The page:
Olympics weren’t fun for everyone

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Olympics weren’t fun for everyone

So how about those Olympic Games? Pretty good this year, you have to admit. The good guys shot, tripped and kicked their way to ninth in the medal standings, earning high praise from President Roh. And the Korean public didn’t get as mad this time when the Americans continued their gold-stealing traditions.
And what about that crazy Irishman attacking that poor Brazilian marathoner? Actually, that incident represented a nice switch, from an Itaewonian standpoint. Sure, the runner was pretty shaken up, but around here it’s usually the Irish marathoners ― singers, not runners ― who get attacked.
It’s interesting to note that the Irishman tried to take down the marathoner in order to prompt the second coming of Christ, because Korea once had its own formidable savior-welcoming squad. This team, known as Mission for the Coming Days and thoughtlessly labeled a “cult” by some, rose to prominence in 1992, led by an ace named Lee Jan-rim. Mr. Lee didn’t make it to the Barcelona Games that year, so he was unable to compete in the tackling-the-lead-marathoner-for-Jesus event; but maybe that’s a good thing, because the gold- medal runner that year, unimpeded by Americans, was a Korean, Hwang Young-cho.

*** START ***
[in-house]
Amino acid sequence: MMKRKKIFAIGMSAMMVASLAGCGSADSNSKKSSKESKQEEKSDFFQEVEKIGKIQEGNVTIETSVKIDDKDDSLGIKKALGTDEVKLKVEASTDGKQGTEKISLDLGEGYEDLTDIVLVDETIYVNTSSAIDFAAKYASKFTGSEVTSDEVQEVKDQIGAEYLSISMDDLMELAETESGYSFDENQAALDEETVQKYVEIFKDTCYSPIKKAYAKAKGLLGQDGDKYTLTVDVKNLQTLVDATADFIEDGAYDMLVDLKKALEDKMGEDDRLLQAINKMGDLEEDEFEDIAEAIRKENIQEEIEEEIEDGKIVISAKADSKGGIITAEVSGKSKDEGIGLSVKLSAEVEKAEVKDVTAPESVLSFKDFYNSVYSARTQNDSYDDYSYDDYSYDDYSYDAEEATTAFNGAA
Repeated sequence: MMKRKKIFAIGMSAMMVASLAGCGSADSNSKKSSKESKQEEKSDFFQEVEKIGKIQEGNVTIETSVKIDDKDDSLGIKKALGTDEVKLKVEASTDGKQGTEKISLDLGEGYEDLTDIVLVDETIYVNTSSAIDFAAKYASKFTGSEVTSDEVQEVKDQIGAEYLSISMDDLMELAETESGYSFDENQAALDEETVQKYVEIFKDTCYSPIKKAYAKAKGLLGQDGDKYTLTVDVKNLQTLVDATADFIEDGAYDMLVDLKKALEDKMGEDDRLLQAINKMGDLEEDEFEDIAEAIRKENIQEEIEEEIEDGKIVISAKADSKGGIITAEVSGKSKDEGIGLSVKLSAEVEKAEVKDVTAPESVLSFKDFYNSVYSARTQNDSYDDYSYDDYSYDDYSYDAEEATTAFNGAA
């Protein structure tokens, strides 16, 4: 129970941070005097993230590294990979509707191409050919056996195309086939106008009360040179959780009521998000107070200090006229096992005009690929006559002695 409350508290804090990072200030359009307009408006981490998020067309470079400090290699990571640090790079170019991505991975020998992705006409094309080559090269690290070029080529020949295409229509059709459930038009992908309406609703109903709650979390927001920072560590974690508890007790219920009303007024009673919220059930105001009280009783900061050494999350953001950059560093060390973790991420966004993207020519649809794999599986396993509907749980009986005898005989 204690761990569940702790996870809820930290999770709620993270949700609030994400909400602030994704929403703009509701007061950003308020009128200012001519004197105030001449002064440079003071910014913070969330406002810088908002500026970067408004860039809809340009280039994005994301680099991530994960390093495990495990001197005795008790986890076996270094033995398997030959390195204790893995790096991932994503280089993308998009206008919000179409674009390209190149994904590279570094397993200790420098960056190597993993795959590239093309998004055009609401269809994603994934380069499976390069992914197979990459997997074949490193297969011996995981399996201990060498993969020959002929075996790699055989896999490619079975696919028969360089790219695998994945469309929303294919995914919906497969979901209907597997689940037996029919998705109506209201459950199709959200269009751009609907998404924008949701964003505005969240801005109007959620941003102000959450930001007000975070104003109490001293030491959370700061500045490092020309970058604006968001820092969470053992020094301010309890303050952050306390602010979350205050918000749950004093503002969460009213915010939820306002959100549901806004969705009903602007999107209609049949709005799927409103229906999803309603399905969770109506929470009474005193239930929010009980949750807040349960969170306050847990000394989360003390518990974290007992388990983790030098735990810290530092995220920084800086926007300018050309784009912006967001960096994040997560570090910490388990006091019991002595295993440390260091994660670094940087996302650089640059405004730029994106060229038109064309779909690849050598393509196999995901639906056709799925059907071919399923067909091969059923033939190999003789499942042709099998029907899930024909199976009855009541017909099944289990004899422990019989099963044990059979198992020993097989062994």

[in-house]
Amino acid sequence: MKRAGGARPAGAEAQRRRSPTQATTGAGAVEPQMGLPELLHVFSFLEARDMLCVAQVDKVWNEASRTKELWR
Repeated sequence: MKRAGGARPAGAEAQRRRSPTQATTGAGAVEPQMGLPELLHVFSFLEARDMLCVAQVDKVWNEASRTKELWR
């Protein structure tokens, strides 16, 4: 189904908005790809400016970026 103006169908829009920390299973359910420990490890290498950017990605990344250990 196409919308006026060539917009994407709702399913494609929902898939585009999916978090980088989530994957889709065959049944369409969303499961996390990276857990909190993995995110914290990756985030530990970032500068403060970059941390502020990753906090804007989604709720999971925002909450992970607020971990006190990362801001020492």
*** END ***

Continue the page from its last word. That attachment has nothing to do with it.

Anyway, the Athens games were full of thrills and spills and were enjoyable for just about everyone. Well, not quite.
“The Olympics were terrible for me,” moaned Hae-mi, an itinerant juicy girl who now operates out of an upslope Hooker Hill bar she doesn’t want named here. “My business fell off by about 70 percent.”
Over the past two weeks, she explained, she practically had to do back-flips to get her regular customers to come up to the Hill. “Every time I called them, they’d make up excuses like ‘I can’t come now, I’m watching the Olympics,’” she complained. “And if any did come, they wouldn’t stay long ― they’d say something like ‘I just came in to say hi, but now I have to go home to watch the Olympics.’”
Over the course of the Olympian fortnight, Hae-mi’s boss even started to scold her. “She told me that my customers shouldn’t prefer watching the Olympics to being with me. She told me that I had to work harder.”
She’s unlikely to be recognized by the president for it, but Hae-mi will no doubt work harder in the weeks, months and years ahead, and will be readier in 2008, when the Games roll around again. “Next time I’ll make sure my bar has a big-screen TV,” she said.
Incidentally, when Mr. Roh met with the Korean athletes upon their return from Greece, he jocularly pointed out that, in finishing ninth, they had outperformed the local economy. which is something like the 11th largest in the world.
But if you asked Hae-mi, she’d say the Olympians weren’t just outperforming the economy ― they were shooting it down.

by Mike Ferrin
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